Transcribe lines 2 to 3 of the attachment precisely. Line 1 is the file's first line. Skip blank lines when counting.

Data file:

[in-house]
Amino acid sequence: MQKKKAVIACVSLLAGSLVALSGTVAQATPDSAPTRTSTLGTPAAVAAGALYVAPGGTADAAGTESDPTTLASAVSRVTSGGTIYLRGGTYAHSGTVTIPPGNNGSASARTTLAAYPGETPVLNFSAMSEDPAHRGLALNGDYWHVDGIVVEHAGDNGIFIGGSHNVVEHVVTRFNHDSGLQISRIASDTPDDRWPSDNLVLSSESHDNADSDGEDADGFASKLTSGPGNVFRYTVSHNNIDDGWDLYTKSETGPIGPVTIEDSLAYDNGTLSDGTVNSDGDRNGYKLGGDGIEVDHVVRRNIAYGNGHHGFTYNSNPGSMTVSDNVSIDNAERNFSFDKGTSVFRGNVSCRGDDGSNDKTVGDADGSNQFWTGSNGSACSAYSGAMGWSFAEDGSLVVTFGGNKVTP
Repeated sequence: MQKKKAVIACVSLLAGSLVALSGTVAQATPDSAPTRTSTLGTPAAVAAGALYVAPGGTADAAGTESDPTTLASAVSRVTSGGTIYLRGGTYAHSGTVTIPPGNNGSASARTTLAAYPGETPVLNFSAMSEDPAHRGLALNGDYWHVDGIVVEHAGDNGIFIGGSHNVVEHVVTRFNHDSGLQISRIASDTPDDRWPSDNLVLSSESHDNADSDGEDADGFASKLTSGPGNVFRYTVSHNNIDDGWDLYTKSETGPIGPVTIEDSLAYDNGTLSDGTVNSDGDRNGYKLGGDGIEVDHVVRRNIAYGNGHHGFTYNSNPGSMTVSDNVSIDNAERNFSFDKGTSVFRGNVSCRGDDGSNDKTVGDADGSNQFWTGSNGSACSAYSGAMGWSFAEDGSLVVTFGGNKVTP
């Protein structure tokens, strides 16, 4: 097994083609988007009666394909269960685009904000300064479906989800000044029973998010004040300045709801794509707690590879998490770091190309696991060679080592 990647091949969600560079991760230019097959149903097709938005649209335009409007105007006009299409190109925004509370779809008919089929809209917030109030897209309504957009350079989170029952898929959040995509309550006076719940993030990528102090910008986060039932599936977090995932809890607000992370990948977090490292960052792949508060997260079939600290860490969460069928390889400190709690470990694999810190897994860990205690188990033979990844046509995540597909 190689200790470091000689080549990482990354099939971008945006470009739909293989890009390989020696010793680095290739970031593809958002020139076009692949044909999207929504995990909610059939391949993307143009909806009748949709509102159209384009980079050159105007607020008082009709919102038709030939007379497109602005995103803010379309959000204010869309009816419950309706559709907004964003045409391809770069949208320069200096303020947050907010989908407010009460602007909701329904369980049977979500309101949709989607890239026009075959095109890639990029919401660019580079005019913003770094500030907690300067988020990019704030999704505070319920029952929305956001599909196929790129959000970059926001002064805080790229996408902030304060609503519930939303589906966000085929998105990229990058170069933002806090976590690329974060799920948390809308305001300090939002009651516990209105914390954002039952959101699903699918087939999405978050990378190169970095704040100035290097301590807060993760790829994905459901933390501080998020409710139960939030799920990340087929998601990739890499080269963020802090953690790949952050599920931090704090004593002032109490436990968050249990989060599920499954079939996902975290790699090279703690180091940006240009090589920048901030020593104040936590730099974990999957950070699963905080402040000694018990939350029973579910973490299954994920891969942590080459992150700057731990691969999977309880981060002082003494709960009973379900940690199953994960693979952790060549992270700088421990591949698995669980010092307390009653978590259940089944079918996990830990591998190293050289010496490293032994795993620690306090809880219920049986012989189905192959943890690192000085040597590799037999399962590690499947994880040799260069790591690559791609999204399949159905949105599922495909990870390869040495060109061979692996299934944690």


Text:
Amino acid sequence: MQKKKAVIACVSLLAGSLVALSGTVAQATPDSAPTRTSTLGTPAAVAAGALYVAPGGTADAAGTESDPTTLASAVSRVTSGGTIYLRGGTYAHSGTVTIPPGNNGSASARTTLAAYPGETPVLNFSAMSEDPAHRGLALNGDYWHVDGIVVEHAGDNGIFIGGSHNVVEHVVTRFNHDSGLQISRIASDTPDDRWPSDNLVLSSESHDNADSDGEDADGFASKLTSGPGNVFRYTVSHNNIDDGWDLYTKSETGPIGPVTIEDSLAYDNGTLSDGTVNSDGDRNGYKLGGDGIEVDHVVRRNIAYGNGHHGFTYNSNPGSMTVSDNVSIDNAERNFSFDKGTSVFRGNVSCRGDDGSNDKTVGDADGSNQFWTGSNGSACSAYSGAMGWSFAEDGSLVVTFGGNKVTP
Repeated sequence: MQKKKAVIACVSLLAGSLVALSGTVAQATPDSAPTRTSTLGTPAAVAAGALYVAPGGTADAAGTESDPTTLASAVSRVTSGGTIYLRGGTYAHSGTVTIPPGNNGSASARTTLAAYPGETPVLNFSAMSEDPAHRGLALNGDYWHVDGIVVEHAGDNGIFIGGSHNVVEHVVTRFNHDSGLQISRIASDTPDDRWPSDNLVLSSESHDNADSDGEDADGFASKLTSGPGNVFRYTVSHNNIDDGWDLYTKSETGPIGPVTIEDSLAYDNGTLSDGTVNSDGDRNGYKLGGDGIEVDHVVRRNIAYGNGHHGFTYNSNPGSMTVSDNVSIDNAERNFSFDKGTSVFRGNVSCRGDDGSNDKTVGDADGSNQFWTGSNGSACSAYSGAMGWSFAEDGSLVVTFGGNKVTP